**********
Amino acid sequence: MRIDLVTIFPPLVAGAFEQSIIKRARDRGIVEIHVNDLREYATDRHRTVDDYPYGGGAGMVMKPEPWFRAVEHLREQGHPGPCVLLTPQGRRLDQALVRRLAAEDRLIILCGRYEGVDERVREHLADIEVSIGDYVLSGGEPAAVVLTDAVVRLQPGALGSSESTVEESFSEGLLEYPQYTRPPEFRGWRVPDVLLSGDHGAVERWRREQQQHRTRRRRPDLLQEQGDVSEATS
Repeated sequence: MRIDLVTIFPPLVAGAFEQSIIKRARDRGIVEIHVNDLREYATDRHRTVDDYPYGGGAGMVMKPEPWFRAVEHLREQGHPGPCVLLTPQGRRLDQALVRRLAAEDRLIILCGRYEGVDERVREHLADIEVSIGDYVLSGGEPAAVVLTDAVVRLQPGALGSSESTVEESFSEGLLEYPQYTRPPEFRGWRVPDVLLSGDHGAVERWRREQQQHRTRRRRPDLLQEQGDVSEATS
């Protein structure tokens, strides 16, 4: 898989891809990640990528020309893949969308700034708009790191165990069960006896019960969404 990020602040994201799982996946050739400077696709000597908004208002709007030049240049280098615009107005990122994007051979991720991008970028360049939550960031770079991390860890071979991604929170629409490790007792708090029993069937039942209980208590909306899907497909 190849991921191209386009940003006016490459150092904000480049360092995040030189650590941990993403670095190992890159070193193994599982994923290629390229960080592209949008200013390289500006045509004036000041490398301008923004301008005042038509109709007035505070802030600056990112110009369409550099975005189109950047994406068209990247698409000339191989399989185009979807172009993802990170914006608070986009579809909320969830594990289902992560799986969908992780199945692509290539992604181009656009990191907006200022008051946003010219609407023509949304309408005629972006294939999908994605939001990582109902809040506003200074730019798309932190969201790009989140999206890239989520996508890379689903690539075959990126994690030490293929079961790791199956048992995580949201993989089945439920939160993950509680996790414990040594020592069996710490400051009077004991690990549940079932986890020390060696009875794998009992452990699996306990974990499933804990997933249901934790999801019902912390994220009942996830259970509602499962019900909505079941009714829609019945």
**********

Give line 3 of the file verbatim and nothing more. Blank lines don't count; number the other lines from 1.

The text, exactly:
């Protein structure tokens, strides 16, 4: 898989891809990640990528020309893949969308700034708009790191165990069960006896019960969404 990020602040994201799982996946050739400077696709000597908004208002709007030049240049280098615009107005990122994007051979991720991008970028360049939550960031770079991390860890071979991604929170629409490790007792708090029993069937039942209980208590909306899907497909 190849991921191209386009940003006016490459150092904000480049360092995040030189650590941990993403670095190992890159070193193994599982994923290629390229960080592209949008200013390289500006045509004036000041490398301008923004301008005042038509109709007035505070802030600056990112110009369409550099975005189109950047994406068209990247698409000339191989399989185009979807172009993802990170914006608070986009579809909320969830594990289902992560799986969908992780199945692509290539992604181009656009990191907006200022008051946003010219609407023509949304309408005629972006294939999908994605939001990582109902809040506003200074730019798309932190969201790009989140999206890239989520996508890379689903690539075959990126994690030490293929079961790791199956048992995580949201993989089945439920939160993950509680996790414990040594020592069996710490400051009077004991690990549940079932986890020390060696009875794998009992452990699996306990974990499933804990997933249901934790999801019902912390994220009942996830259970509602499962019900909505079941009714829609019945």